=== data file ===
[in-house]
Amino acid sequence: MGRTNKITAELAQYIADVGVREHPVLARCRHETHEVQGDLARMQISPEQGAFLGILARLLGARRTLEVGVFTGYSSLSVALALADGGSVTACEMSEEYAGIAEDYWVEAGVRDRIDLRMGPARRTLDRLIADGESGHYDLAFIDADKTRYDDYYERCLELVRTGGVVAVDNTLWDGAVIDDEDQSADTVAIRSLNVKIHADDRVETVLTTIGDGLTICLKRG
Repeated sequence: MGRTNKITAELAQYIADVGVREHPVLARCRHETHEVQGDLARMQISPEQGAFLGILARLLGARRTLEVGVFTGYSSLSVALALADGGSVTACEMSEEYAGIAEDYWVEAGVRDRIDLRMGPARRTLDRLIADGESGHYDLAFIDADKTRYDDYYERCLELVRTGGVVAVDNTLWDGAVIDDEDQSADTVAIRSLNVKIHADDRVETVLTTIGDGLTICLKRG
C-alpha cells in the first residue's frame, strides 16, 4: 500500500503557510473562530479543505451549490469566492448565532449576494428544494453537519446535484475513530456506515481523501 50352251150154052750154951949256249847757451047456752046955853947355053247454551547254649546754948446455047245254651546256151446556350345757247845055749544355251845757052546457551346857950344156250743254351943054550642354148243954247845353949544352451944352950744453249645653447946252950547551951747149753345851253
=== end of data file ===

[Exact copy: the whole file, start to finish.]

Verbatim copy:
[in-house]
Amino acid sequence: MGRTNKITAELAQYIADVGVREHPVLARCRHETHEVQGDLARMQISPEQGAFLGILARLLGARRTLEVGVFTGYSSLSVALALADGGSVTACEMSEEYAGIAEDYWVEAGVRDRIDLRMGPARRTLDRLIADGESGHYDLAFIDADKTRYDDYYERCLELVRTGGVVAVDNTLWDGAVIDDEDQSADTVAIRSLNVKIHADDRVETVLTTIGDGLTICLKRG
Repeated sequence: MGRTNKITAELAQYIADVGVREHPVLARCRHETHEVQGDLARMQISPEQGAFLGILARLLGARRTLEVGVFTGYSSLSVALALADGGSVTACEMSEEYAGIAEDYWVEAGVRDRIDLRMGPARRTLDRLIADGESGHYDLAFIDADKTRYDDYYERCLELVRTGGVVAVDNTLWDGAVIDDEDQSADTVAIRSLNVKIHADDRVETVLTTIGDGLTICLKRG
C-alpha cells in the first residue's frame, strides 16, 4: 500500500503557510473562530479543505451549490469566492448565532449576494428544494453537519446535484475513530456506515481523501 50352251150154052750154951949256249847757451047456752046955853947355053247454551547254649546754948446455047245254651546256151446556350345757247845055749544355251845757052546457551346857950344156250743254351943054550642354148243954247845353949544352451944352950744453249645653447946252950547551951747149753345851253